Bluebird Inn – I

It was 9:00 PM, Kevin was about to close up for the night when a car pulled up at the Bluebird Motor Inn. She seemed distraught; her eyes were puffy as if she had been crying for days. She glanced furtively at the crackling neon sign that read, “B-UE-IRD M-TOR INN”. She wasn’t sure she wanted to spend the night here and I could see the uncertainty on her face that lasted less than a second before she resolutely stepped into the lobby.

She asked Kevin if she could get a room for the night. He gave her the once over, running various scenarios in his brain about her special circumstances. He took in her rich clothes, the make of her car, the pearl necklace around her neck and her tear-stained face as he tried to understand what a woman like her was doing on a desolate section of the highway at this hour of the night. He removed the key for Room 613 from the hook on the wall and asked her to fill up her information on the guest card. He asked if she had any luggage but she shook her head, lifting up the valise she was carrying, to emphasize her point.

She made her way to the elevator, glancing behind every few seconds, as if she was expecting to be followed. I studied her face, the tears were flowing unbidden now in the privacy of the elevator. She was definitely the type. I suddenly felt nervous, accosted by a sense of déjà vu. Exactly a month ago, a similar woman, who had appeared to be a victim of reduced circumstances, had motored in and had been carried out on a gurney the next morning, dead of multiple stab wounds. She had been in Room 513. I watched our new guest’s anxious fingers turn the key and enter her room. I came back downstairs and saw Kevin locking up the cash register for the night. He was headed to the block of rooms next door where he lived. I used to live there with him, until that fateful night twenty years ago.

His Dad had come home drunk again. He was staggering around the kitchen, unsatisfied with the dinner that was waiting for him. He was throwing dishes around, slamming the lids on the pots and was about to overturn the kitchen dinette in his rage. I had had enough. I begged him to stop but he came after me, cursing me for the rotten food, his sorry life, my perpetual tears. He started shoving me toward the kitchen counter, cornering me, when I grabbed the kitchen knife and stabbed him. He died instantaneously. I was appalled at what I had done; I stood there in shock and then slowly turned around to see Kevin. Ten-year old Kevin had been cowering in the doorway. He had seen everything. He ran from the room when he realized I had seen him.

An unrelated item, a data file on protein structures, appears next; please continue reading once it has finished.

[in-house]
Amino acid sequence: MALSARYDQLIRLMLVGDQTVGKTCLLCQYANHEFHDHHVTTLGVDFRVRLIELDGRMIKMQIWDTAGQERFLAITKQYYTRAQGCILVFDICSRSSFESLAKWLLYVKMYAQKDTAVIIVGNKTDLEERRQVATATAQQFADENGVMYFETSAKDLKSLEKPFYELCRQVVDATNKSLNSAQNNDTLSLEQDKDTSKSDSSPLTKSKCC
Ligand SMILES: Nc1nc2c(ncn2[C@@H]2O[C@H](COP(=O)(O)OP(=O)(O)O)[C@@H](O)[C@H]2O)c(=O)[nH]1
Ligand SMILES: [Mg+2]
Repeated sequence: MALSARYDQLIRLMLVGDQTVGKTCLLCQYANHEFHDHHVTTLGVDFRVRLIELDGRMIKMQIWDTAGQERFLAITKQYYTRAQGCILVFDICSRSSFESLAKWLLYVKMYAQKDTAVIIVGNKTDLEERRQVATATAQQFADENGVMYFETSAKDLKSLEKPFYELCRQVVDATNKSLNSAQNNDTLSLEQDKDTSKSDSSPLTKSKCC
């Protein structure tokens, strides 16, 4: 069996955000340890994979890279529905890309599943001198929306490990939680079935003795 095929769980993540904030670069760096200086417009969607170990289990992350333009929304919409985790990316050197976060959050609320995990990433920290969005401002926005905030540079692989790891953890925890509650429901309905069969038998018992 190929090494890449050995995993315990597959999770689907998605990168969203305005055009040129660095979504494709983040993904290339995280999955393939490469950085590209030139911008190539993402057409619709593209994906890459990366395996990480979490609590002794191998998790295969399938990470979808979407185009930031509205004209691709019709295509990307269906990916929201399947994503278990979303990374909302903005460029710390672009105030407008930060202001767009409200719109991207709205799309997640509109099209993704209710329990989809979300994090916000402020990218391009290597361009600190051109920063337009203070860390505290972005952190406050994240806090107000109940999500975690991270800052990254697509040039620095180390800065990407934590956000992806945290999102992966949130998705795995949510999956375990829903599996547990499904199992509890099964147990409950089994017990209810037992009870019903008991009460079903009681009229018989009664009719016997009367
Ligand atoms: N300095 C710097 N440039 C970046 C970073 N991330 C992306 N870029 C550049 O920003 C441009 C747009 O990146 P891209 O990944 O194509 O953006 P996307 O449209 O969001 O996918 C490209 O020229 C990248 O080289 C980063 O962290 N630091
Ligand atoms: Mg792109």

I had a son to raise and I certainly didn’t want to be put away for life. I dragged the body outside and buried him in the backyard. I said my prayers, made my peace with God and decided to move on with my life. Everyone believed he had left home in a drunken rage and only Kevin and I knew the truth.

Kevin didn’t talk to me anymore, his dark eyes shone with angry tears and intense hatred every time he looked at me. He wouldn’t come home for days and when he did, he used to pick up his things and leave to spend time at his friend’s place.

Then one morning I found myself gazing at the lifeless body of a woman lying on my bed. She looked like me but there was a knife wound in her chest, bloodstains on her clothes. The police called it an unsolved mystery.

But he didn’t feel avenged. The Bluebird Motor Inn was only frequented by stray travelers now, who knew nothing of its sordid history. I tried to warn them if they happened to be emotionally distraught women. I had tried to write messages on the misted bathroom mirrors asking them to leave, warning them of dire consequences but I only succeeded in frightening them into scurrying out of their rooms, right into his arms. They never trusted what they were seeing. They imagined themselves delusional in their weakened states. This was always the perfect opportunity for him. He got them to open up, to tell him why they had run away from home, from a brutal and insensitive husband or boyfriend. He wiped the tears that he had come to detest as much as his father before him, and pretended to be their best friend. He offered them hot cocoa, which always included a rather strong sleep-inducer.

The bodies were always buried in the grounds that had first been converted into a cemetery by me, our backyard. Their cars were then driven to abandoned lots or junkyards, never to be found.

I had to put a stop to this and I was stronger now. I wasn’t about to leave our guest’s side this evening.

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